British Rainfall 1895 page 21
appear to be independent of the mean rainfall, it seems to
prove that the period 1855 to 1857 in the Lake District was
exceptionally dry  and this is confirmed by the table on
p.19 of British Rainfall, 1867, where the ratios for
the three years at Troutbeck are respectively for 1 year 60,
for 2 years 65, for three years 66, or 4, 6, and 9 per cent.
below even the Seathwaite values.
As regards the one wettest year, the average of the 45
stations give a ratio of 145 against the above 133 for
Seathwaite. As already mentioned, there were few wet
stations among the 45, but on the whole we expressed the
opinion that "At wet stations the extremes both of wetness
and of dryness are less pronounced than at dry ones." The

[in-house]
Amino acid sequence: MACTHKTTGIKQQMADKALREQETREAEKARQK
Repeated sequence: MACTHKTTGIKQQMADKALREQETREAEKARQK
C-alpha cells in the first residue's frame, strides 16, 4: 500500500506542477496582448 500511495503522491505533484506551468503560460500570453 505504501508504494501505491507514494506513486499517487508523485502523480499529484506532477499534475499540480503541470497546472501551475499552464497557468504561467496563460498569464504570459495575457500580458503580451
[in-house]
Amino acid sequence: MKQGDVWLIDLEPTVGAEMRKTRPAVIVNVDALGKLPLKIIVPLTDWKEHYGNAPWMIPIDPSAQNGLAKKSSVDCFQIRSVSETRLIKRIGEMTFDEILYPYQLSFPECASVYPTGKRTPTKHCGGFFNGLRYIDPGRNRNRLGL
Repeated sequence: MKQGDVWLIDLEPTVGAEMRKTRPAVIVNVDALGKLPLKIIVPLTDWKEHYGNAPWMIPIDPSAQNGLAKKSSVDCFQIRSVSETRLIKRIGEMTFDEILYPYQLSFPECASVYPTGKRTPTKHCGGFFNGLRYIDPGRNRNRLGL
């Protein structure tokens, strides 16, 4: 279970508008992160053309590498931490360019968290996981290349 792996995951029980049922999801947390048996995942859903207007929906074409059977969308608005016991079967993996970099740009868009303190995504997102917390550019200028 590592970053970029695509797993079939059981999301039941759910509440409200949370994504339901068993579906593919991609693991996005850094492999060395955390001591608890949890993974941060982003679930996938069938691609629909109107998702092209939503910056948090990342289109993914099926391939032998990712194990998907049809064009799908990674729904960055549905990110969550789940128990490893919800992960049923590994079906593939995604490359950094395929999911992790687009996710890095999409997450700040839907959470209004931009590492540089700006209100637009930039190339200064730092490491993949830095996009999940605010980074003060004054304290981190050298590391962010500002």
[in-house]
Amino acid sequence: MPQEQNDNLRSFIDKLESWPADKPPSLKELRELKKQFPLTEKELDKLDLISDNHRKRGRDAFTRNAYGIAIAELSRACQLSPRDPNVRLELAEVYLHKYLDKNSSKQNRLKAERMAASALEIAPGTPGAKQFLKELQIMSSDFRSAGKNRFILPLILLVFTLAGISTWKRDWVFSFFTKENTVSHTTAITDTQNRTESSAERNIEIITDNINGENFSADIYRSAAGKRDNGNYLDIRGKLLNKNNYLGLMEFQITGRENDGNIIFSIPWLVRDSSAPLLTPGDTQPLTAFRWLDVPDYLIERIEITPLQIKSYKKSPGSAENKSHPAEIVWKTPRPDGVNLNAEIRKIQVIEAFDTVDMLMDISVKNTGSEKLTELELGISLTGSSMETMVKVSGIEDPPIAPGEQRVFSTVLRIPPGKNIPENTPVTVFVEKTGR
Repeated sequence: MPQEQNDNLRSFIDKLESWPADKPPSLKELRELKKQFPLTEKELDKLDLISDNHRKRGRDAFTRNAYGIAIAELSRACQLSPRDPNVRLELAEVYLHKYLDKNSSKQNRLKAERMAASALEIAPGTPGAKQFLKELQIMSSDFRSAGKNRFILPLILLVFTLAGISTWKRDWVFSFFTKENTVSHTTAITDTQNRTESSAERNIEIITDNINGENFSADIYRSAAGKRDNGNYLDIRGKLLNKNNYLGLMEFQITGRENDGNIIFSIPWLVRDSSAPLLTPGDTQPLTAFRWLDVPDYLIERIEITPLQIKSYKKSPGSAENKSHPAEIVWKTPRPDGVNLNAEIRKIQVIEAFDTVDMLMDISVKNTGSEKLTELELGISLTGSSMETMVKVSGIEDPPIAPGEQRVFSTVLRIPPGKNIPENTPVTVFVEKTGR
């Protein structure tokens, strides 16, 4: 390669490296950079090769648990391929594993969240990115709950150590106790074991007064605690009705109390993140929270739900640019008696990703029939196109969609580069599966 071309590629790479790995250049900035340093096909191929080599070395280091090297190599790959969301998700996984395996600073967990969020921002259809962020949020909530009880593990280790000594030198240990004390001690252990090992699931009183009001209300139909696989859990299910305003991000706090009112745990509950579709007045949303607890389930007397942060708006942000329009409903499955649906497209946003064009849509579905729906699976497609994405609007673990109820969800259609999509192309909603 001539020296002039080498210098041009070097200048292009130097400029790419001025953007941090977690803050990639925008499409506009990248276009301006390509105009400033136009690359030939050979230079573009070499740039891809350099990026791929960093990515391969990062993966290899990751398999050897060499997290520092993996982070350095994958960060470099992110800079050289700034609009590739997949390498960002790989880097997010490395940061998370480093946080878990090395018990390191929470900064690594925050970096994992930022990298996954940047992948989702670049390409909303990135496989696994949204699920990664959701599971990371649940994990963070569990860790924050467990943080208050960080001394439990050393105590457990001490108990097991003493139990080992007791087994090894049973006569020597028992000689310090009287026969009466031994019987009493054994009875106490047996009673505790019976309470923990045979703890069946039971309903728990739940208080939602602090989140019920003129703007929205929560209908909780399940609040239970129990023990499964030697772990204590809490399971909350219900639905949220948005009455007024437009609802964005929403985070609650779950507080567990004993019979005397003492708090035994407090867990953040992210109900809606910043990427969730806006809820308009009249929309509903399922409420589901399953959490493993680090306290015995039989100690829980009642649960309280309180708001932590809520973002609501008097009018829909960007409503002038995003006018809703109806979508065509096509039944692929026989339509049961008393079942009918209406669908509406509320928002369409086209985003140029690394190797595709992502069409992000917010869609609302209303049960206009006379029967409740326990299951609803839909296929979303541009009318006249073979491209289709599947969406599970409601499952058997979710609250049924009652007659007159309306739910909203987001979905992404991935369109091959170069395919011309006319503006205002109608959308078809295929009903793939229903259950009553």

present investigation of the Seathwaite records confirms
this as regards wetness, but negative it as regards dryness.
Heavy Falls in 24 hours.  On our last vist to
Seathwaite we were surprised to find that a previous
observer had taken away the old MS. observation books; we at
once wrote to asked for them, and were told in reply that,
as they were supposed to be of no use, they had all been
burned! Forunately we have the whole of the monthly totals
for all the gauges, but we have not the daily fall for the
early years. However, it is useless to lament, and much more
sensibe to put on record what we have, hence the following
table, which is perfect for 24 years and for a few earlier
ones: